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How do caterpillars know they should molt?

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File:Acharia stimulea 0795036.jpg
Saddleback caterpillar/Gerald J. Lenhard

From “Low Oxygen Triggers Moth Molt: Caterpillars Have a Respiratory System That Is Fixed in Size” (ScienceDaily, Aug. 23, 2011), we learn a valuable clue about when caterpillars decide to molt (split out of their old skin – with a new one growing underneath):

The research shows that a baby moth’s respiratory system is fixed in size at each stage of development, which limits its oxygen intake. Sensing it is low on oxygen apparently signals to the insect that it cannot continue to grow without proceeding to the next stage of its development, by molting.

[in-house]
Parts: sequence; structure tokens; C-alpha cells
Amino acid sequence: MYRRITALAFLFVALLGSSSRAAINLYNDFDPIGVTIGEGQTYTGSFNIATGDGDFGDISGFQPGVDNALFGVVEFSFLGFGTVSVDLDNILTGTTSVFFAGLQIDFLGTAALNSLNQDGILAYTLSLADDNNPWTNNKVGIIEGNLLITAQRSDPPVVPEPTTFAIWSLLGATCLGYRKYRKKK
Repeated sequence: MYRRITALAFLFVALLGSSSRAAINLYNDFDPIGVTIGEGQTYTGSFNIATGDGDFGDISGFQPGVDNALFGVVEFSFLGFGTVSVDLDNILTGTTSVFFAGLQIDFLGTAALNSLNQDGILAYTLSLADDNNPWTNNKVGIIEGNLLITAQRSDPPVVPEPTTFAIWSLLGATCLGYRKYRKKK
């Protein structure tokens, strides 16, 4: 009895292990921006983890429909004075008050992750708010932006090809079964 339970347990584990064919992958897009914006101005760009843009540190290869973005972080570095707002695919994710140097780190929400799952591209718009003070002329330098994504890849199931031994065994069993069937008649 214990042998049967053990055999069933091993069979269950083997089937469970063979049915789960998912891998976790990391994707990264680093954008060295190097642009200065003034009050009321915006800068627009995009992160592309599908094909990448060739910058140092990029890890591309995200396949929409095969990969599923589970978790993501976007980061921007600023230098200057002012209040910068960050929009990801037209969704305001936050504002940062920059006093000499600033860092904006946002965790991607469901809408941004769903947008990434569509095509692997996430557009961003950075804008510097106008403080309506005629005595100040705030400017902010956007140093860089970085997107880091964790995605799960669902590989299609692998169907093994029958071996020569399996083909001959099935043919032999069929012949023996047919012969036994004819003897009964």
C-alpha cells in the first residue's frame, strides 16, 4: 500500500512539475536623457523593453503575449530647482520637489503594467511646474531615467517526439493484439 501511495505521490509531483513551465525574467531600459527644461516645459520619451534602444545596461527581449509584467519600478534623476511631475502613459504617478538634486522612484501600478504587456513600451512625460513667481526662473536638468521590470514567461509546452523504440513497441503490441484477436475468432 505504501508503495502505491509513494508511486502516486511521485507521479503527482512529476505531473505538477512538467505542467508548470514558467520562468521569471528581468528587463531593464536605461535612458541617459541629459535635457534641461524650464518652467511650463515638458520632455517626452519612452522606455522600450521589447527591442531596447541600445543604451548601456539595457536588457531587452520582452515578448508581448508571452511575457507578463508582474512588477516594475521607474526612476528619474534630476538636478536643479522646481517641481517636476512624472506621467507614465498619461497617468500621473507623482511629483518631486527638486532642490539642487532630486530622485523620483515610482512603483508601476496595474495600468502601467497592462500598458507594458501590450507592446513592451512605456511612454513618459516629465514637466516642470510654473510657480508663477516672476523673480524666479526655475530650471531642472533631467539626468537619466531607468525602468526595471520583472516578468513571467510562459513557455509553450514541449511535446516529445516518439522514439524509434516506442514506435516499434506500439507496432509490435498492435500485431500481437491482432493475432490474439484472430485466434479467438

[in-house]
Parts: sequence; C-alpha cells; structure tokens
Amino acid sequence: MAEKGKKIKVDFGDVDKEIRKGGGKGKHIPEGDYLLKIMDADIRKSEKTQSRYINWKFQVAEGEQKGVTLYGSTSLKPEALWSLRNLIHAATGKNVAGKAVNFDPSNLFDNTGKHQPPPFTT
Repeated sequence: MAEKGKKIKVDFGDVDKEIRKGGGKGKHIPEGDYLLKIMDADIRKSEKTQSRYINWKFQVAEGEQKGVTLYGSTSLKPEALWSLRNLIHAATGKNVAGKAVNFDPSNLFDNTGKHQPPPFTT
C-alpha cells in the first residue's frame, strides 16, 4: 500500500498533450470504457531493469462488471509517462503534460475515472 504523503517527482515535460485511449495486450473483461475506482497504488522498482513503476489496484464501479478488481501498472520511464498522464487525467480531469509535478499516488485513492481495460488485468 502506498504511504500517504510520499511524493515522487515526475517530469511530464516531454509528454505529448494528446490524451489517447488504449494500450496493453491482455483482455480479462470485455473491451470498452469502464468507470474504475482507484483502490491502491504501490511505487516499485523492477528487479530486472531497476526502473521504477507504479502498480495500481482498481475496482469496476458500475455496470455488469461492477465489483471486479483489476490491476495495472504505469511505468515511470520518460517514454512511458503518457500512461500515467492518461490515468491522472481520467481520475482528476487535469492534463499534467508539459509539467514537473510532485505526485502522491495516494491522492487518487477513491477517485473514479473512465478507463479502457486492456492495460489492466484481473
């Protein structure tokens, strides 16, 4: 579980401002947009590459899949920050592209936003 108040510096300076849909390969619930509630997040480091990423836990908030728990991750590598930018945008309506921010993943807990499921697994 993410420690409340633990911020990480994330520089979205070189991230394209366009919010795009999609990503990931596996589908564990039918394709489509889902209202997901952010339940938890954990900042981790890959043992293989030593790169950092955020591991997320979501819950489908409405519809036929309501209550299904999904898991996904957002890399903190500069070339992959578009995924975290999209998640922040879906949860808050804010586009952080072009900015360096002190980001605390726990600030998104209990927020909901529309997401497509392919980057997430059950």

“This is a neat paper,” said Arizona State University biologist, Jon Harrison, who was not involved in the research. It shows how oxygen is one important factor in controlling the size, growth and overall development of insects, he said.

Lack of oxygen seems, on reflection, to be an obvious trigger. What else would distract the larva’s attention away from eating? See also: Researchers discover supergene that controls a butterfly’s mimicry patterns

Metamorphosis trailer here:


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